'Why You're Not Married...Yet' author offers advice for readers

Huffington Post writer Tracy McMillan won over readers with her advice on relationships in her article "Why You're Still Not Married." Now her book "Why You're Not Married...Yet" offers tips for those who might be behaving – without knowing it – in ways that that could either discourage potential significant others or hurt current relationships. Here are 5 of McMillan's tips from her new book.

1. Stop judging

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McMillan writes that sometimes, people get too hung up on exact specifications they have for someone they date. "You won't settle for something that's good enough – it has got to be ideal," she writes. "You want every single need and desire you have to be satisfied, preferably right now, by finding, dating, and marrying the one person who has it all... the problem with perfectionism is that it is so dehumanizing. It causes you to see people not as human beings but as things. Objects. Have you ever heard the saying 'The perfect is the enemy of the good'? That's what happens when you allow yourself to give in to your perfectionist tendencies." McMillan says to take chances on people you may not think of yourself as being attracted to – if there's no attraction there, that's one thing, but don't immediately dismiss people.

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Dear Reader,

About a year ago, I happened upon this statement about the Monitor in the Harvard Business Review – under the charming heading of “do things that don’t interest you”:

“Many things that end up” being meaningful, writes social scientist Joseph Grenny, “have come from conference workshops, articles, or online videos that began as a chore and ended with an insight. My work in Kenya, for example, was heavily influenced by a Christian Science Monitor article I had forced myself to read 10 years earlier. Sometimes, we call things ‘boring’ simply because they lie outside the box we are currently in.”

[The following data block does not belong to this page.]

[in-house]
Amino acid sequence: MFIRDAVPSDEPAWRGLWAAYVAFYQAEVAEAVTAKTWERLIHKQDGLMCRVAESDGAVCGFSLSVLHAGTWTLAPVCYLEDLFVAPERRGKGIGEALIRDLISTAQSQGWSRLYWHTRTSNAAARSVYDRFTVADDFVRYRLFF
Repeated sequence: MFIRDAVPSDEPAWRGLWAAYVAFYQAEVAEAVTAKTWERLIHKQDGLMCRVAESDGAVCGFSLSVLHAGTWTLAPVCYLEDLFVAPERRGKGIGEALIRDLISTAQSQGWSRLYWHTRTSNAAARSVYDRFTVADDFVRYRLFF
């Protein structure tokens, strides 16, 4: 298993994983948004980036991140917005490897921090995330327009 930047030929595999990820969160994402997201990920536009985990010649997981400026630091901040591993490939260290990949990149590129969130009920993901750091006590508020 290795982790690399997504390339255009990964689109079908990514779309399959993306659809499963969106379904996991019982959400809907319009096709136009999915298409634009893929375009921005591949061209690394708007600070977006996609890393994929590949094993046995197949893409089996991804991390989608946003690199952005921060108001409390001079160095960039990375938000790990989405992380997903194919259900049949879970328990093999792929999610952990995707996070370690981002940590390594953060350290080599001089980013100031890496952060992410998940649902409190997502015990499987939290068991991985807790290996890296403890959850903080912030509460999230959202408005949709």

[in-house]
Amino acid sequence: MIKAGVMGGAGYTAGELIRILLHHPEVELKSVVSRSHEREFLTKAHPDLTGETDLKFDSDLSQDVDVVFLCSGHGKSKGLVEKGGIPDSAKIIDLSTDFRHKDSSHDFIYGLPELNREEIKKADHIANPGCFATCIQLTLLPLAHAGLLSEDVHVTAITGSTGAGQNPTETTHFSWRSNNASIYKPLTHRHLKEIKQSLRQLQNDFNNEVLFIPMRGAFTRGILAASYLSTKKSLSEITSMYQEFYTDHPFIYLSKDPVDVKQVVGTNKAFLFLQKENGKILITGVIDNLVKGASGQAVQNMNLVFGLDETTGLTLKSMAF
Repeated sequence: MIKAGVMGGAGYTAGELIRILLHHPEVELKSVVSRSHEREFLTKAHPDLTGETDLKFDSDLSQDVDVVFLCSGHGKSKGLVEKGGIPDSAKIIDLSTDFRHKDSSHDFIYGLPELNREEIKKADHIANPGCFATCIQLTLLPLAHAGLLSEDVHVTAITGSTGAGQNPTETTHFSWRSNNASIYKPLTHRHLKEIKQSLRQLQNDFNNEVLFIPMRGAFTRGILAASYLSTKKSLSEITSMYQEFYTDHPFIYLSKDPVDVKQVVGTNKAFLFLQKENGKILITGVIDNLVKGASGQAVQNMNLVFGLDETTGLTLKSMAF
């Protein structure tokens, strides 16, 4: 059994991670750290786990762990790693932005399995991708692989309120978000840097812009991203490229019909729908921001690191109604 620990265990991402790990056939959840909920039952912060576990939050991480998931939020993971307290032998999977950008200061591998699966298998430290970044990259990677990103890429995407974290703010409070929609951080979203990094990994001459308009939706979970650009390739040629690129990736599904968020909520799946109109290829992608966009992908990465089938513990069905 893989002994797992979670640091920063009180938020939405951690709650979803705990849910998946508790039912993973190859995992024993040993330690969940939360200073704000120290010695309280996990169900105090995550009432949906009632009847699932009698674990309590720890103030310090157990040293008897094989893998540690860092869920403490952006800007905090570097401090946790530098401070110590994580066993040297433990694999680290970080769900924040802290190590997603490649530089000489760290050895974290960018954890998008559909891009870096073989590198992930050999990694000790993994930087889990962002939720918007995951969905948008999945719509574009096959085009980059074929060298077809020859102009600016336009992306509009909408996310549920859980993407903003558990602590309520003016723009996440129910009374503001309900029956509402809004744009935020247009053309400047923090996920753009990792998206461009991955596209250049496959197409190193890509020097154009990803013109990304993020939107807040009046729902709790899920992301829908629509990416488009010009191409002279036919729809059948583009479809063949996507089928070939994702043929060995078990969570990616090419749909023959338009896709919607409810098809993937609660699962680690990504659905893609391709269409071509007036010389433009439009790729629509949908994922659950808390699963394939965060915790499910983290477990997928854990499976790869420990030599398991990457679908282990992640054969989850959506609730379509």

If you were to come up with a punchline to a joke about the Monitor, that would probably be it. We’re seen as being global, fair, insightful, and perhaps a bit too earnest. We’re the bran muffin of journalism.

But you know what? We change lives. And I’m going to argue that we change lives precisely because we force open that too-small box that most human beings think they live in.

The Monitor is a peculiar little publication that’s hard for the world to figure out. We’re run by a church, but we’re not only for church members and we’re not about converting people. We’re known as being fair even as the world becomes as polarized as at any time since the newspaper’s founding in 1908.

We have a mission beyond circulation, we want to bridge divides. We’re about kicking down the door of thought everywhere and saying, “You are bigger and more capable than you realize. And we can prove it.”

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